In the course productions, whether you’re working in the game industry or in VFX industry, there are questions to keep in mind: What are my boundaries?

Boundaries in time (deadlines), boundaries in technologies (computation power and the amount of memory) and boundaries in financial resources (money). Indeed, as an employee, your interest and the one of the company you’re working for is to give the best result in the shortest time possible and when you get very familiar with Houdini, you can be sure this goal can be achieved.

During a productions whether you’re working in the game industry or in VFX industry, there’s a questions to keep in mind: What are my boundaries?

Boundaries in time (deadlines), boundaries in technologies (computing and memories resources) and boundaries in financial resources (money). Indeed, as an employee, your interest and the one of the companies you’re working for is to give out the best result in a minimum amount of time and when you’re getting very familiar with Houdini you can be sure this goal can be achieved.

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Simulation possibilities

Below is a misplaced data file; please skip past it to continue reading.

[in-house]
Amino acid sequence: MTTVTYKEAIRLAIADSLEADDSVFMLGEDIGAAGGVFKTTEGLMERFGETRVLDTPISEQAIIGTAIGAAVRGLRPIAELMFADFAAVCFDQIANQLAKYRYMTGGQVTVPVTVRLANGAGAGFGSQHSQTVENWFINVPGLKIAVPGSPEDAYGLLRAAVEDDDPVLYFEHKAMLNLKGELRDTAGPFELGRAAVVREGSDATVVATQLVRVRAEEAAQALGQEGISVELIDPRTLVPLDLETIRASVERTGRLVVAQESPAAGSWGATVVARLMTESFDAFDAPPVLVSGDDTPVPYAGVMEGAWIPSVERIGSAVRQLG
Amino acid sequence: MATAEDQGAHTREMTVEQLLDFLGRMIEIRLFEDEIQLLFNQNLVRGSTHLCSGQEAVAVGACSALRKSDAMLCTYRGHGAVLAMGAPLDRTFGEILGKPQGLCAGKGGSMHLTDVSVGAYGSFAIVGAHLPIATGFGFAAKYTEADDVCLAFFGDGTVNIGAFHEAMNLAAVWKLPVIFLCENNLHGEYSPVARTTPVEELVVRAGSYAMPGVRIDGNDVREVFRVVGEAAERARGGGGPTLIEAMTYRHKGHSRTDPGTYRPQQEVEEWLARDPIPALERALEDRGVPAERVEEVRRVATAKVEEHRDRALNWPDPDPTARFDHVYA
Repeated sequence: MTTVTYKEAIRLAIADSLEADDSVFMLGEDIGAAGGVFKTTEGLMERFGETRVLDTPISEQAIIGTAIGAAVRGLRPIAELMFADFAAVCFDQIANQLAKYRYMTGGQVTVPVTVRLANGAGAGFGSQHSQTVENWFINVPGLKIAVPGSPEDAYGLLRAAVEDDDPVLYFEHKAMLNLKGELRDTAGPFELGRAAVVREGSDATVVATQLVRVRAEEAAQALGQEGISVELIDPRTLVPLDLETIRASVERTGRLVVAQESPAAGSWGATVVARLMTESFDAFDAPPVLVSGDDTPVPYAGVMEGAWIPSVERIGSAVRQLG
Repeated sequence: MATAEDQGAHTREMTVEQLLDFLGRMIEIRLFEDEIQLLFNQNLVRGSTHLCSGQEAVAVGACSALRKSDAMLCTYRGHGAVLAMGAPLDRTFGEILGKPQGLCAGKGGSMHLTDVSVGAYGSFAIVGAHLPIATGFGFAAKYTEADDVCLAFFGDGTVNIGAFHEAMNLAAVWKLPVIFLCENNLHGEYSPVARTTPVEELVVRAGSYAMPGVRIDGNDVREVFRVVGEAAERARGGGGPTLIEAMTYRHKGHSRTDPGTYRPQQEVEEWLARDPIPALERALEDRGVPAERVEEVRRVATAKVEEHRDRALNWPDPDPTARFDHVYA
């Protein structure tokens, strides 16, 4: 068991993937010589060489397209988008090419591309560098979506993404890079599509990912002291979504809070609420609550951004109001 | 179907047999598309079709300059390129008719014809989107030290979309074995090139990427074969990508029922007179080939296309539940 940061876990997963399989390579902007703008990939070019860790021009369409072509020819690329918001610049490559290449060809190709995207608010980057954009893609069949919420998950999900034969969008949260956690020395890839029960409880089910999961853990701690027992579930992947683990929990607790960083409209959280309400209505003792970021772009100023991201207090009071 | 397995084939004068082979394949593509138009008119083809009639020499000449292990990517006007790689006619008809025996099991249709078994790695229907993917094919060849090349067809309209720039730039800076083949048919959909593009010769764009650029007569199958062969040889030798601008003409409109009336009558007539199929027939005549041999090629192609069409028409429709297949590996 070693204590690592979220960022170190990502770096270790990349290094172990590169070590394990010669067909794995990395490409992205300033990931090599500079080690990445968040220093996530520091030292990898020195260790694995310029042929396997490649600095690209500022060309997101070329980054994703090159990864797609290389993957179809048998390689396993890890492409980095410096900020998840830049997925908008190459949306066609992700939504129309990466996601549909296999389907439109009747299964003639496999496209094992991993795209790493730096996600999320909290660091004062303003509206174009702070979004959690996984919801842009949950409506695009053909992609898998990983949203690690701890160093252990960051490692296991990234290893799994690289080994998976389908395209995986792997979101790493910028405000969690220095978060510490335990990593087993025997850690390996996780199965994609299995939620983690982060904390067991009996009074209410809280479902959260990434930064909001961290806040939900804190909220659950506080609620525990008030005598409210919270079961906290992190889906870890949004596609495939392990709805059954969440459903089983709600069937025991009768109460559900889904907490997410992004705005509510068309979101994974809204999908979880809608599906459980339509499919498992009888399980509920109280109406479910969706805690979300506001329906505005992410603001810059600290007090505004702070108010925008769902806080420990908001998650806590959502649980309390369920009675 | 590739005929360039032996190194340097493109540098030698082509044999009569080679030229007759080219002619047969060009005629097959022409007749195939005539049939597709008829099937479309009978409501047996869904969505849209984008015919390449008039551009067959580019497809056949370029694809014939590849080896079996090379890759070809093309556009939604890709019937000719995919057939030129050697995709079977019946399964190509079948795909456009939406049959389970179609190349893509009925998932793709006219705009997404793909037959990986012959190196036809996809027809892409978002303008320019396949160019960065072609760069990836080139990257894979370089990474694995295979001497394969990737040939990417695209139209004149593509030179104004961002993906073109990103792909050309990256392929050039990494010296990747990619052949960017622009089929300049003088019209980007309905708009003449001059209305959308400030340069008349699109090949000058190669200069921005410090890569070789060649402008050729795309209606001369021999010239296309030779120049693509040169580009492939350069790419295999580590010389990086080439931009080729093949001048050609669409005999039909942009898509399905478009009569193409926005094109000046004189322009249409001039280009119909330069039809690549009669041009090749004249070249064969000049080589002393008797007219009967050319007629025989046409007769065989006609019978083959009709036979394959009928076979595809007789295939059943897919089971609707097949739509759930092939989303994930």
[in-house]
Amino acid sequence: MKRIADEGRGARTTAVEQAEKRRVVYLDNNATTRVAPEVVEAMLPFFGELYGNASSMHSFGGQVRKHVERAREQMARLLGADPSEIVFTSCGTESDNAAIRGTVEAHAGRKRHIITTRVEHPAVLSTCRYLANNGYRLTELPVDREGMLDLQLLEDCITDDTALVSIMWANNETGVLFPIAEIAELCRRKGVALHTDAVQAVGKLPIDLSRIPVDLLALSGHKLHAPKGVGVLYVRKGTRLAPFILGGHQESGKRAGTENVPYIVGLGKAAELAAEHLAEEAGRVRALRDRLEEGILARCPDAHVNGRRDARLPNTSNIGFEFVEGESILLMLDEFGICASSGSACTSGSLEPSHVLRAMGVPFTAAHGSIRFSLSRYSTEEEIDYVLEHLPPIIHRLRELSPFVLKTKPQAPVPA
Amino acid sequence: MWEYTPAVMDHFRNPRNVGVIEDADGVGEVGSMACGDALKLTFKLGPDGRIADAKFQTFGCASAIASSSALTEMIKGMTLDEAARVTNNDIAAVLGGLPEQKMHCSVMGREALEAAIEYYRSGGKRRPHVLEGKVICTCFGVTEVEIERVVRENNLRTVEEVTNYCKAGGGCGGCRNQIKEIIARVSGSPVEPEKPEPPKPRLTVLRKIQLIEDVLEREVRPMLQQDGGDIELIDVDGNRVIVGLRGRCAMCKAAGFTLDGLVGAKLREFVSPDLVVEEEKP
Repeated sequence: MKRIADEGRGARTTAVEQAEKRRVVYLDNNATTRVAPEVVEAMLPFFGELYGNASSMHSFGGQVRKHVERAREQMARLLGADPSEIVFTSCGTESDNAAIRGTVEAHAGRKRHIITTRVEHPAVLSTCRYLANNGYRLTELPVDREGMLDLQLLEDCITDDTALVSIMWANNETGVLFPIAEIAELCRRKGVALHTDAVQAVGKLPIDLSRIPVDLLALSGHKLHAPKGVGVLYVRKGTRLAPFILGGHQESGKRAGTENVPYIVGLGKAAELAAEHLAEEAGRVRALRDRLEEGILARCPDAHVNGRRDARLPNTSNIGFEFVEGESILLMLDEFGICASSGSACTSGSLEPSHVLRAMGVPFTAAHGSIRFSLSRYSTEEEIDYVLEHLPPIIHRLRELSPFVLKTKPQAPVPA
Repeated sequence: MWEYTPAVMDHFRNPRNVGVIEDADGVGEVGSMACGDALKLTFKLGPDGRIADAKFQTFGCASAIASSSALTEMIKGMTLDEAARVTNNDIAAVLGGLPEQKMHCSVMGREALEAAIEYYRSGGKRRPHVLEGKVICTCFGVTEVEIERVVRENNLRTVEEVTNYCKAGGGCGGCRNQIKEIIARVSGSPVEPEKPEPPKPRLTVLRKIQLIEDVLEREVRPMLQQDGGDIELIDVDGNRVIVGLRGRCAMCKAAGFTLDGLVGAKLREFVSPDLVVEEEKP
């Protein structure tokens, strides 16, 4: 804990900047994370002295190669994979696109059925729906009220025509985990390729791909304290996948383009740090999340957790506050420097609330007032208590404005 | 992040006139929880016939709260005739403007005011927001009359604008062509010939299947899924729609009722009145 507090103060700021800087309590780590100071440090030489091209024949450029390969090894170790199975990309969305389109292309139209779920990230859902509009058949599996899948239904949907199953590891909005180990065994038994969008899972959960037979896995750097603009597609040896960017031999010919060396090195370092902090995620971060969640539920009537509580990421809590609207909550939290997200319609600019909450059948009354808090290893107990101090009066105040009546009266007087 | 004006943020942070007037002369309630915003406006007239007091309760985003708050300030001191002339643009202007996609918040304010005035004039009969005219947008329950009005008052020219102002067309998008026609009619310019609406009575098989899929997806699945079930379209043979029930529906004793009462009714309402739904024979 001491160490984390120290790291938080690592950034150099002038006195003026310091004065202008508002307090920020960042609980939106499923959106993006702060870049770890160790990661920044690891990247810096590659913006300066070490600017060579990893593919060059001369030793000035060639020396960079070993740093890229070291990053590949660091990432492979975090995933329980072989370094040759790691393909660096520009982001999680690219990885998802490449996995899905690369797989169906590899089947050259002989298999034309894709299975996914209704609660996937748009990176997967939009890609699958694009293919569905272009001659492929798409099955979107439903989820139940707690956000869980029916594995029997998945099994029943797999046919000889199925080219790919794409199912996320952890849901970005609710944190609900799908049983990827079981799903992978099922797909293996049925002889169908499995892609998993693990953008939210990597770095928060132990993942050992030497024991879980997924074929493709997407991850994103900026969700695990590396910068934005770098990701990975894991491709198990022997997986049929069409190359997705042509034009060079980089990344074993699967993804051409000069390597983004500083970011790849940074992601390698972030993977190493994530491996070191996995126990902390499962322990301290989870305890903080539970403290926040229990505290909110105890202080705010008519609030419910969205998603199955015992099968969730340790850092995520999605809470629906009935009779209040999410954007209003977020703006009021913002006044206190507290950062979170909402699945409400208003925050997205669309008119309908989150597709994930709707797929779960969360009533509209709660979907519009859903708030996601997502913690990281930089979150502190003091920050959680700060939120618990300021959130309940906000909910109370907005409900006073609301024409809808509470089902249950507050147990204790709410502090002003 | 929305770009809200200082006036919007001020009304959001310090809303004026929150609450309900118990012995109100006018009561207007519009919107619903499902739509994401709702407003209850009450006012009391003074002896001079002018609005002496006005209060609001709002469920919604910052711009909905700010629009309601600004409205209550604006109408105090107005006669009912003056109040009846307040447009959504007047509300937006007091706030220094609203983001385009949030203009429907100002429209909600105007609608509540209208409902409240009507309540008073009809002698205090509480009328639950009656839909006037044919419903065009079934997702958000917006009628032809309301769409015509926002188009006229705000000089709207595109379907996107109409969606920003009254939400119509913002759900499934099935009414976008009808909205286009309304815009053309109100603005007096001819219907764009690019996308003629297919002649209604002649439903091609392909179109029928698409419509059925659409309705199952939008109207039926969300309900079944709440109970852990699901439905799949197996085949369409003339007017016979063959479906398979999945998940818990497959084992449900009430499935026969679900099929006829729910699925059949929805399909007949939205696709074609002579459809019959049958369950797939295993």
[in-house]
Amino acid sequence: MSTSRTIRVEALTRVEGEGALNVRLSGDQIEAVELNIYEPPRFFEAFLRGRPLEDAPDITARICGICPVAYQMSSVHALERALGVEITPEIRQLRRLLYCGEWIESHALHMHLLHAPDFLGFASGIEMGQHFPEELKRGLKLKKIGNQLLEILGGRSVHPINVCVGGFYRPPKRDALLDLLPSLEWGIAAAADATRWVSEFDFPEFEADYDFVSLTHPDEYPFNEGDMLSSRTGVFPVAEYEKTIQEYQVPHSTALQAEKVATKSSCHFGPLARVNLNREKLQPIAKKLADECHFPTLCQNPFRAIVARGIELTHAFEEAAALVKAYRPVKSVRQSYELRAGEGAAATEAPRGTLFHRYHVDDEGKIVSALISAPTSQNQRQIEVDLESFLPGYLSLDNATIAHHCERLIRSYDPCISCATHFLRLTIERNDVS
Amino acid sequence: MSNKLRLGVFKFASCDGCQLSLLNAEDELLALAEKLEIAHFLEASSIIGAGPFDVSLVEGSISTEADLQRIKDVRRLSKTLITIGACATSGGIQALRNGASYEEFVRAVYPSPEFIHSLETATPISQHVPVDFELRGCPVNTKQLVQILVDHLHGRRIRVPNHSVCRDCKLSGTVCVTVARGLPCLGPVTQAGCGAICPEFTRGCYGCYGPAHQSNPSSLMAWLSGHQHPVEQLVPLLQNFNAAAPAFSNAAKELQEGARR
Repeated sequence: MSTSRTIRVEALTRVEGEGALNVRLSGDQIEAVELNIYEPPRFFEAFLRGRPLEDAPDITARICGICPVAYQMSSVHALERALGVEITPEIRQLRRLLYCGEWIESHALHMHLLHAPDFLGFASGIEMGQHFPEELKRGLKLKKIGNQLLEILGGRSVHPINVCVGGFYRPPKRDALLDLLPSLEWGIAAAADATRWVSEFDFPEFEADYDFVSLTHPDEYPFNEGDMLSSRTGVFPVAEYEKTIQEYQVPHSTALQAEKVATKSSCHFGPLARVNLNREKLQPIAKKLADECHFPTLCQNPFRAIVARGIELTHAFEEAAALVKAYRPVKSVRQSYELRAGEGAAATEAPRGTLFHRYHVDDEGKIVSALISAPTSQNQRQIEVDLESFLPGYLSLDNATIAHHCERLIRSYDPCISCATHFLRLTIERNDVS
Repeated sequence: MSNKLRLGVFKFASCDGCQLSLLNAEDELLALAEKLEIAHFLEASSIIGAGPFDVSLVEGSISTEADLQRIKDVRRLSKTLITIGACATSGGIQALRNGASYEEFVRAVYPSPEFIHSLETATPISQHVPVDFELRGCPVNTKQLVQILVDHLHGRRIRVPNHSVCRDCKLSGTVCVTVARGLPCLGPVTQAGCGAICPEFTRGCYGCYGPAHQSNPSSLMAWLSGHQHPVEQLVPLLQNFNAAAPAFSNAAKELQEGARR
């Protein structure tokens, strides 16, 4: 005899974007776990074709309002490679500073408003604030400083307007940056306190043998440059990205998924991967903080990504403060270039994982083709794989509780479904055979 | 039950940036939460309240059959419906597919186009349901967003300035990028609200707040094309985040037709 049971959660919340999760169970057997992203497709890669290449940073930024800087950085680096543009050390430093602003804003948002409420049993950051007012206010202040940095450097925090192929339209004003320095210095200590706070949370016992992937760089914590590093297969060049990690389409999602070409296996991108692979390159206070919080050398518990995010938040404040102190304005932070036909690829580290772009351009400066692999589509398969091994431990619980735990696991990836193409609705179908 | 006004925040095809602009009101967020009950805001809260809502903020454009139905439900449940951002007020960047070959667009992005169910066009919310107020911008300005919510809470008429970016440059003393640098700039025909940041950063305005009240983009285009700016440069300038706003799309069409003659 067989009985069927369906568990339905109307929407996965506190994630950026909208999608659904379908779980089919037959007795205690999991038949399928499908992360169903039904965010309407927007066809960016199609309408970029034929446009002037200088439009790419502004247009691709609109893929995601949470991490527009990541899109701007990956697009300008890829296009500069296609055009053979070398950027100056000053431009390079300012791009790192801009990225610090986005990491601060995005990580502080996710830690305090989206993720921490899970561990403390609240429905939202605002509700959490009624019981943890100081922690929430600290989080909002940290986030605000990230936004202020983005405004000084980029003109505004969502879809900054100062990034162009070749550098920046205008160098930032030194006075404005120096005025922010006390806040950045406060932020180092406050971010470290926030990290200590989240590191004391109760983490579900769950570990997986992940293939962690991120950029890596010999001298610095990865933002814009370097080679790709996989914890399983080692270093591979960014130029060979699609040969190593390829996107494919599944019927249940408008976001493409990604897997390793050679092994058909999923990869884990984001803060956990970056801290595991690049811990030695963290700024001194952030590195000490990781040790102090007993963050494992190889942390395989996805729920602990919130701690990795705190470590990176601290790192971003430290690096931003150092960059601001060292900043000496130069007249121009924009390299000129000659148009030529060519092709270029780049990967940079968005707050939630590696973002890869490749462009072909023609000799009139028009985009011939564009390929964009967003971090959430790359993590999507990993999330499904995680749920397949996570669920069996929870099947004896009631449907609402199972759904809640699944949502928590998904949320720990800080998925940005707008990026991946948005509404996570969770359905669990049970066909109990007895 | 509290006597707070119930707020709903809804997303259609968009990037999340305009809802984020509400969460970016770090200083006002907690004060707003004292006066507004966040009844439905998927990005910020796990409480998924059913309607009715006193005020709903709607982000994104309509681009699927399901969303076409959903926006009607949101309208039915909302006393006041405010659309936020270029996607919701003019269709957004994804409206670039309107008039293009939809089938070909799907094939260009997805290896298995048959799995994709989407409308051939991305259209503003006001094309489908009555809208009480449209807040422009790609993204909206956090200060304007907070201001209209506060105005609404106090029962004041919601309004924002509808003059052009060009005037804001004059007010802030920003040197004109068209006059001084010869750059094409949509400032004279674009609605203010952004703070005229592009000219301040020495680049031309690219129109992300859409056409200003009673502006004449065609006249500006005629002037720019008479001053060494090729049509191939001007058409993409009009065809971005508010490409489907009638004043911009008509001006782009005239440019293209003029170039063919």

They are many contexts to work with in Houdini. It’s like playing with a huge sandbox. As an FX TD, you’ll probably find yourself using them all, but in most cases, you’ll have to deal with the SOP context (Surface Operator) and the DOP context (Dynamics Operators). Basically, the difference between them is a question of time. In SOP, operations do not progress over time, unlike in DOPs, every piece of data, whether it is the volume or points, is computed by taking the data from the previous frame into account. Basically, inside DOPs you can use data from SOP and then compute it, thanks to solvers. Solvers are small programs which employ mathematical and physical calculations to help us simulate natural phenomena like fire and smoke or liquids or again, destructions and dynamics deformations of surfaces. Houdini also has some great tools to optimize your simulations and get the best result using less data. You can do distributed simulations which means that you can split up your simulations in several parts and run them independently on many computers. You can also do some wedging which consist of running the same simulation a certain number of times with different parameters.

Also, it’s good to keep in mind that the same work can differ greatly from one area to the other. Indeed, the constraints in VFX production and those in video game industry are quite different. Certainly, in the VG industry you’ll have to optimize a lot to reduce the amount of data used, so that the game engine can run the game. That’s what makes the goal of getting the best render even harder to achieve.

Destruction or liquid simulation tools